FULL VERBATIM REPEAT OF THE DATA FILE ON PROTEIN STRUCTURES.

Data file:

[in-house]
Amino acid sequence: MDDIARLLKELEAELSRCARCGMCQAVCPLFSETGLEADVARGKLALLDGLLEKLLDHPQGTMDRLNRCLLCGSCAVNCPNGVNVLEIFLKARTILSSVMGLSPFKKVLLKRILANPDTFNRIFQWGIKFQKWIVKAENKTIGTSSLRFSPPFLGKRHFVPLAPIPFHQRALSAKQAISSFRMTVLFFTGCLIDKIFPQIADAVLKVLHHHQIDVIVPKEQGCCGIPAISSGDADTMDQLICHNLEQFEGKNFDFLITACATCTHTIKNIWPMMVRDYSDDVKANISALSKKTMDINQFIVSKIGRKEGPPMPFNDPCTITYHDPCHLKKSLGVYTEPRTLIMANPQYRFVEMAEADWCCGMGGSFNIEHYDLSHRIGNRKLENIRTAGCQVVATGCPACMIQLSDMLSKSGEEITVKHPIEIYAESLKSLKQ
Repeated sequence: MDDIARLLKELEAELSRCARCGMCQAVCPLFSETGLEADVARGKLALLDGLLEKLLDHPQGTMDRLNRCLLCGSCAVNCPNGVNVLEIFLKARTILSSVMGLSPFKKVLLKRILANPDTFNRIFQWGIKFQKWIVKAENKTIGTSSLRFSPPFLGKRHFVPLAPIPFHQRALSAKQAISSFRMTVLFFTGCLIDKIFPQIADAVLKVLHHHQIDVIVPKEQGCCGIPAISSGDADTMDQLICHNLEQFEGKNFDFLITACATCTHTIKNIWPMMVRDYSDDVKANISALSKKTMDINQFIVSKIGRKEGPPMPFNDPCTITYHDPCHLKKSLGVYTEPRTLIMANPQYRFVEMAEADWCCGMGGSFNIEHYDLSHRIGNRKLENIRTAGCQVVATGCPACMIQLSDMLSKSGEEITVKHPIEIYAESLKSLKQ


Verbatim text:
[in-house]
Amino acid sequence: MDDIARLLKELEAELSRCARCGMCQAVCPLFSETGLEADVARGKLALLDGLLEKLLDHPQGTMDRLNRCLLCGSCAVNCPNGVNVLEIFLKARTILSSVMGLSPFKKVLLKRILANPDTFNRIFQWGIKFQKWIVKAENKTIGTSSLRFSPPFLGKRHFVPLAPIPFHQRALSAKQAISSFRMTVLFFTGCLIDKIFPQIADAVLKVLHHHQIDVIVPKEQGCCGIPAISSGDADTMDQLICHNLEQFEGKNFDFLITACATCTHTIKNIWPMMVRDYSDDVKANISALSKKTMDINQFIVSKIGRKEGPPMPFNDPCTITYHDPCHLKKSLGVYTEPRTLIMANPQYRFVEMAEADWCCGMGGSFNIEHYDLSHRIGNRKLENIRTAGCQVVATGCPACMIQLSDMLSKSGEEITVKHPIEIYAESLKSLKQ
Repeated sequence: MDDIARLLKELEAELSRCARCGMCQAVCPLFSETGLEADVARGKLALLDGLLEKLLDHPQGTMDRLNRCLLCGSCAVNCPNGVNVLEIFLKARTILSSVMGLSPFKKVLLKRILANPDTFNRIFQWGIKFQKWIVKAENKTIGTSSLRFSPPFLGKRHFVPLAPIPFHQRALSAKQAISSFRMTVLFFTGCLIDKIFPQIADAVLKVLHHHQIDVIVPKEQGCCGIPAISSGDADTMDQLICHNLEQFEGKNFDFLITACATCTHTIKNIWPMMVRDYSDDVKANISALSKKTMDINQFIVSKIGRKEGPPMPFNDPCTITYHDPCHLKKSLGVYTEPRTLIMANPQYRFVEMAEADWCCGMGGSFNIEHYDLSHRIGNRKLENIRTAGCQVVATGCPACMIQLSDMLSKSGEEITVKHPIEIYAESLKSLKQ